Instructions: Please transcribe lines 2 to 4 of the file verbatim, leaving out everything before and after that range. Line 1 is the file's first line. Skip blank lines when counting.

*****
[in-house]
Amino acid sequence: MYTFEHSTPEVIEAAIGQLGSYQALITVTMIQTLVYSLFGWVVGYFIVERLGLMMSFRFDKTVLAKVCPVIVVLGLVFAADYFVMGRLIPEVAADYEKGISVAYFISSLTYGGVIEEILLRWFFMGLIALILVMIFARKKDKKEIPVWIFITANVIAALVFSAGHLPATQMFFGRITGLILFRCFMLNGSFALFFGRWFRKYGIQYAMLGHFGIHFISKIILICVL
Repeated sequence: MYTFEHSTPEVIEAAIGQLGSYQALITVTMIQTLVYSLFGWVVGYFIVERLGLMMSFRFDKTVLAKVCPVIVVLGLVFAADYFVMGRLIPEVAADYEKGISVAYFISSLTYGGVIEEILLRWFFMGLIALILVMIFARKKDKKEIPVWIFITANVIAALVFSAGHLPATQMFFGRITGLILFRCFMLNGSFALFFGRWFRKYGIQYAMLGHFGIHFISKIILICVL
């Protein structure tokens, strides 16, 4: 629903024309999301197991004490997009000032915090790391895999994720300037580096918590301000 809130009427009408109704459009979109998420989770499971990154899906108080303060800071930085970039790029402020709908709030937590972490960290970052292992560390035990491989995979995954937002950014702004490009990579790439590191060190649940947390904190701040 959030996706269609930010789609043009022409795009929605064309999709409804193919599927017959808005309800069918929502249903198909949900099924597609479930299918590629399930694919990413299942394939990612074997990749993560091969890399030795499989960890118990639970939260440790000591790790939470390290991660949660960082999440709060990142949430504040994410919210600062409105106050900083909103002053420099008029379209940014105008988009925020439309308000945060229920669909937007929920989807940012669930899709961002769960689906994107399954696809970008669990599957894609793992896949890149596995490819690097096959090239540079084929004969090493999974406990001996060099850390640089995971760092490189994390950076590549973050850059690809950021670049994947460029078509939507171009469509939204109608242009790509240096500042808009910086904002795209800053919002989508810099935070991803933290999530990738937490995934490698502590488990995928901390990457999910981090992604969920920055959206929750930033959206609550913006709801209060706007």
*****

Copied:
Amino acid sequence: MYTFEHSTPEVIEAAIGQLGSYQALITVTMIQTLVYSLFGWVVGYFIVERLGLMMSFRFDKTVLAKVCPVIVVLGLVFAADYFVMGRLIPEVAADYEKGISVAYFISSLTYGGVIEEILLRWFFMGLIALILVMIFARKKDKKEIPVWIFITANVIAALVFSAGHLPATQMFFGRITGLILFRCFMLNGSFALFFGRWFRKYGIQYAMLGHFGIHFISKIILICVL
Repeated sequence: MYTFEHSTPEVIEAAIGQLGSYQALITVTMIQTLVYSLFGWVVGYFIVERLGLMMSFRFDKTVLAKVCPVIVVLGLVFAADYFVMGRLIPEVAADYEKGISVAYFISSLTYGGVIEEILLRWFFMGLIALILVMIFARKKDKKEIPVWIFITANVIAALVFSAGHLPATQMFFGRITGLILFRCFMLNGSFALFFGRWFRKYGIQYAMLGHFGIHFISKIILICVL
């Protein structure tokens, strides 16, 4: 629903024309999301197991004490997009000032915090790391895999994720300037580096918590301000 809130009427009408109704459009979109998420989770499971990154899906108080303060800071930085970039790029402020709908709030937590972490960290970052292992560390035990491989995979995954937002950014702004490009990579790439590191060190649940947390904190701040 959030996706269609930010789609043009022409795009929605064309999709409804193919599927017959808005309800069918929502249903198909949900099924597609479930299918590629399930694919990413299942394939990612074997990749993560091969890399030795499989960890118990639970939260440790000591790790939470390290991660949660960082999440709060990142949430504040994410919210600062409105106050900083909103002053420099008029379209940014105008988009925020439309308000945060229920669909937007929920989807940012669930899709961002769960689906994107399954696809970008669990599957894609793992896949890149596995490819690097096959090239540079084929004969090493999974406990001996060099850390640089995971760092490189994390950076590549973050850059690809950021670049994947460029078509939507171009469509939204109608242009790509240096500042808009910086904002795209800053919002989508810099935070991803933290999530990738937490995934490698502590488990995928901390990457999910981090992604969920920055959206929750930033959206609550913006709801209060706007």